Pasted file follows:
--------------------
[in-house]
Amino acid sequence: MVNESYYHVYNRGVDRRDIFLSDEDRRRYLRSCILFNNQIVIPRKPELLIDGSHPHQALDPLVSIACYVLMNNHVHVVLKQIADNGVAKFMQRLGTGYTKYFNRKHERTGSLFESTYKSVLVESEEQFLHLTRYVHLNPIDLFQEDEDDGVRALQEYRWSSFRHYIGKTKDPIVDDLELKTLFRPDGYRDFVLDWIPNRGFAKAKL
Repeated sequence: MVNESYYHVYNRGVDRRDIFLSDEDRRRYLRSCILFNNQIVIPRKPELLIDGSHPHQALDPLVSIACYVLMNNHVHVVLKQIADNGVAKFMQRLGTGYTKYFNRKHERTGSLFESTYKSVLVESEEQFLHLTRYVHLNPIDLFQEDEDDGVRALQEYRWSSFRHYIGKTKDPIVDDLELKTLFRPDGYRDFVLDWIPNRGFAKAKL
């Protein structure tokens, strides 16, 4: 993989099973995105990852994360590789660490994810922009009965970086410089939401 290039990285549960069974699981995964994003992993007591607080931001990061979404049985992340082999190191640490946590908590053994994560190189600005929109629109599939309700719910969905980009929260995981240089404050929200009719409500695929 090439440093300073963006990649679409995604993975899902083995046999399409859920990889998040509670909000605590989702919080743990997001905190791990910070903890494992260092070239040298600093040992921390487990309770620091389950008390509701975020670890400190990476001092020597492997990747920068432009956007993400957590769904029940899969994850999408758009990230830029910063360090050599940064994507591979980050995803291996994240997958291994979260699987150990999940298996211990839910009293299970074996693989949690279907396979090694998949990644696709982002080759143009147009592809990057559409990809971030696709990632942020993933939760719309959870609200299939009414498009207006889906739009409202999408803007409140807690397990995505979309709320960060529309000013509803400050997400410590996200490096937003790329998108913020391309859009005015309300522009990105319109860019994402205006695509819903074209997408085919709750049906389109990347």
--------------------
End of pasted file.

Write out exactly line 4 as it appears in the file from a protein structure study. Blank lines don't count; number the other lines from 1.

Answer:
């Protein structure tokens, strides 16, 4: 993989099973995105990852994360590789660490994810922009009965970086410089939401 290039990285549960069974699981995964994003992993007591607080931001990061979404049985992340082999190191640490946590908590053994994560190189600005929109629109599939309700719910969905980009929260995981240089404050929200009719409500695929 090439440093300073963006990649679409995604993975899902083995046999399409859920990889998040509670909000605590989702919080743990997001905190791990910070903890494992260092070239040298600093040992921390487990309770620091389950008390509701975020670890400190990476001092020597492997990747920068432009956007993400957590769904029940899969994850999408758009990230830029910063360090050599940064994507591979980050995803291996994240997958291994979260699987150990999940298996211990839910009293299970074996693989949690279907396979090694998949990644696709982002080759143009147009592809990057559409990809971030696709990632942020993933939760719309959870609200299939009414498009207006889906739009409202999408803007409140807690397990995505979309709320960060529309000013509803400050997400410590996200490096937003790329998108913020391309859009005015309300522009990105319109860019994402205006695509819903074209997408085919709750049906389109990347």